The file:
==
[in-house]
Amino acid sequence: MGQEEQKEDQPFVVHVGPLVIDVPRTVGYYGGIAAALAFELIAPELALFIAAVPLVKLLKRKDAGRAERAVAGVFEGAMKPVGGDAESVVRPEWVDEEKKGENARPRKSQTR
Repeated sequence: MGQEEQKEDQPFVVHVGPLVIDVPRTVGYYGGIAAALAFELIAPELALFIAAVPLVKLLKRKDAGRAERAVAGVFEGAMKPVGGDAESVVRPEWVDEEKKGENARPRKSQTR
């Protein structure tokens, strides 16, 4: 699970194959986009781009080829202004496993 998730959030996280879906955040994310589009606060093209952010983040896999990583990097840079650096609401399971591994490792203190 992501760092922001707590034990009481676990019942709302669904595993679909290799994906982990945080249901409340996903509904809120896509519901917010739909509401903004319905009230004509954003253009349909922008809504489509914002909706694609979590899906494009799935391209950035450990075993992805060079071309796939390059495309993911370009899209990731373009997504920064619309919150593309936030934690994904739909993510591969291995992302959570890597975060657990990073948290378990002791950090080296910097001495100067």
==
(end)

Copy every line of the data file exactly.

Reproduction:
[in-house]
Amino acid sequence: MGQEEQKEDQPFVVHVGPLVIDVPRTVGYYGGIAAALAFELIAPELALFIAAVPLVKLLKRKDAGRAERAVAGVFEGAMKPVGGDAESVVRPEWVDEEKKGENARPRKSQTR
Repeated sequence: MGQEEQKEDQPFVVHVGPLVIDVPRTVGYYGGIAAALAFELIAPELALFIAAVPLVKLLKRKDAGRAERAVAGVFEGAMKPVGGDAESVVRPEWVDEEKKGENARPRKSQTR
């Protein structure tokens, strides 16, 4: 699970194959986009781009080829202004496993 998730959030996280879906955040994310589009606060093209952010983040896999990583990097840079650096609401399971591994490792203190 992501760092922001707590034990009481676990019942709302669904595993679909290799994906982990945080249901409340996903509904809120896509519901917010739909509401903004319905009230004509954003253009349909922008809504489509914002909706694609979590899906494009799935391209950035450990075993992805060079071309796939390059495309993911370009899209990731373009997504920064619309919150593309936030934690994904739909993510591969291995992302959570890597975060657990990073948290378990002791950090080296910097001495100067």